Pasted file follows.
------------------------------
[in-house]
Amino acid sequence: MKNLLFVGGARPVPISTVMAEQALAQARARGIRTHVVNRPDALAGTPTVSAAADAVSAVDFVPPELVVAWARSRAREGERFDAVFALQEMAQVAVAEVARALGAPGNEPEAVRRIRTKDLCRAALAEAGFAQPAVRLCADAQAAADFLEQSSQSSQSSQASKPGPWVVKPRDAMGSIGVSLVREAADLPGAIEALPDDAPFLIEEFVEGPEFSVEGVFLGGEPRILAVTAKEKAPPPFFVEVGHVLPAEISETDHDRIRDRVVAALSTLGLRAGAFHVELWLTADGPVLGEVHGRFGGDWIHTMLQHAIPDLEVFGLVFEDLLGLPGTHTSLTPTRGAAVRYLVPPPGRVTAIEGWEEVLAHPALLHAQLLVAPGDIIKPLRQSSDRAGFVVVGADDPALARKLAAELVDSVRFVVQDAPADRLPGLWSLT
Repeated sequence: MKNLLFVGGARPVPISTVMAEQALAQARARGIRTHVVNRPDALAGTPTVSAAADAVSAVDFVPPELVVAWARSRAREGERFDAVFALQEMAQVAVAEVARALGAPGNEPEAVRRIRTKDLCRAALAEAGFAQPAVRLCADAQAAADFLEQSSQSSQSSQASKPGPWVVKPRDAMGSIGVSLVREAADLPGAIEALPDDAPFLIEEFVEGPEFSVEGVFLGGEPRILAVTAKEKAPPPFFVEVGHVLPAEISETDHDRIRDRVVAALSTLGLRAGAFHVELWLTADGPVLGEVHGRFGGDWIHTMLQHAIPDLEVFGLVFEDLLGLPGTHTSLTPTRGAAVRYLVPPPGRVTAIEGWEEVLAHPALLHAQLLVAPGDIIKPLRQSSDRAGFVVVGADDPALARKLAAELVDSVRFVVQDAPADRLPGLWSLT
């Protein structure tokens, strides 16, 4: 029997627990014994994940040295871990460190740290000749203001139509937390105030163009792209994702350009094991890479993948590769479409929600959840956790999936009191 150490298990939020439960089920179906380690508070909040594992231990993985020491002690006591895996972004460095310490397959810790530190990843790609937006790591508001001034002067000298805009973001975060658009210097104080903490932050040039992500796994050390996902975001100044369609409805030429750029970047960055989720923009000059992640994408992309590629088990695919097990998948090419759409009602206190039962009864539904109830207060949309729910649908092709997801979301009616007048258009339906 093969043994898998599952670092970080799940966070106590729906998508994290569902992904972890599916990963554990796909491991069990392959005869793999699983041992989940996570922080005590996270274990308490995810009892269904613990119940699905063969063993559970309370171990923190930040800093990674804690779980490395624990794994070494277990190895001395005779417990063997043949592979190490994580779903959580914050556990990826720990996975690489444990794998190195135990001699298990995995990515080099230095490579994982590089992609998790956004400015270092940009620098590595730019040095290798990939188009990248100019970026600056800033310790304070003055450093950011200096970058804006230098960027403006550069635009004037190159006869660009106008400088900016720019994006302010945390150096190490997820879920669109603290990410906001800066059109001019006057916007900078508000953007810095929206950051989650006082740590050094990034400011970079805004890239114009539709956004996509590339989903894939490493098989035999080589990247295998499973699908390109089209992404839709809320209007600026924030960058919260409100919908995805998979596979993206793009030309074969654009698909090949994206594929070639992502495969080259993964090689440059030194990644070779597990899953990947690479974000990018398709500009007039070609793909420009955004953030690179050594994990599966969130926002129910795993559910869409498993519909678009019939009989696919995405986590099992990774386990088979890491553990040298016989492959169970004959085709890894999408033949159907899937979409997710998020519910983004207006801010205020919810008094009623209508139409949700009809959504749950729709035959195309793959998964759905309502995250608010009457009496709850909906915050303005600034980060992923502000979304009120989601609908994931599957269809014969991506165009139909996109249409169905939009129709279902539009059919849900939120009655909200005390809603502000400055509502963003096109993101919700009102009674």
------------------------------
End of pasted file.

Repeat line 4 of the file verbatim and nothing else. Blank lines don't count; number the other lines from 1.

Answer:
């Protein structure tokens, strides 16, 4: 029997627990014994994940040295871990460190740290000749203001139509937390105030163009792209994702350009094991890479993948590769479409929600959840956790999936009191 150490298990939020439960089920179906380690508070909040594992231990993985020491002690006591895996972004460095310490397959810790530190990843790609937006790591508001001034002067000298805009973001975060658009210097104080903490932050040039992500796994050390996902975001100044369609409805030429750029970047960055989720923009000059992640994408992309590629088990695919097990998948090419759409009602206190039962009864539904109830207060949309729910649908092709997801979301009616007048258009339906 093969043994898998599952670092970080799940966070106590729906998508994290569902992904972890599916990963554990796909491991069990392959005869793999699983041992989940996570922080005590996270274990308490995810009892269904613990119940699905063969063993559970309370171990923190930040800093990674804690779980490395624990794994070494277990190895001395005779417990063997043949592979190490994580779903959580914050556990990826720990996975690489444990794998190195135990001699298990995995990515080099230095490579994982590089992609998790956004400015270092940009620098590595730019040095290798990939188009990248100019970026600056800033310790304070003055450093950011200096970058804006230098960027403006550069635009004037190159006869660009106008400088900016720019994006302010945390150096190490997820879920669109603290990410906001800066059109001019006057916007900078508000953007810095929206950051989650006082740590050094990034400011970079805004890239114009539709956004996509590339989903894939490493098989035999080589990247295998499973699908390109089209992404839709809320209007600026924030960058919260409100919908995805998979596979993206793009030309074969654009698909090949994206594929070639992502495969080259993964090689440059030194990644070779597990899953990947690479974000990018398709500009007039070609793909420009955004953030690179050594994990599966969130926002129910795993559910869409498993519909678009019939009989696919995405986590099992990774386990088979890491553990040298016989492959169970004959085709890894999408033949159907899937979409997710998020519910983004207006801010205020919810008094009623209508139409949700009809959504749950729709035959195309793959998964759905309502995250608010009457009496709850909906915050303005600034980060992923502000979304009120989601609908994931599957269809014969991506165009139909996109249409169905939009129709279902539009059919849900939120009655909200005390809603502000400055509502963003096109993101919700009102009674």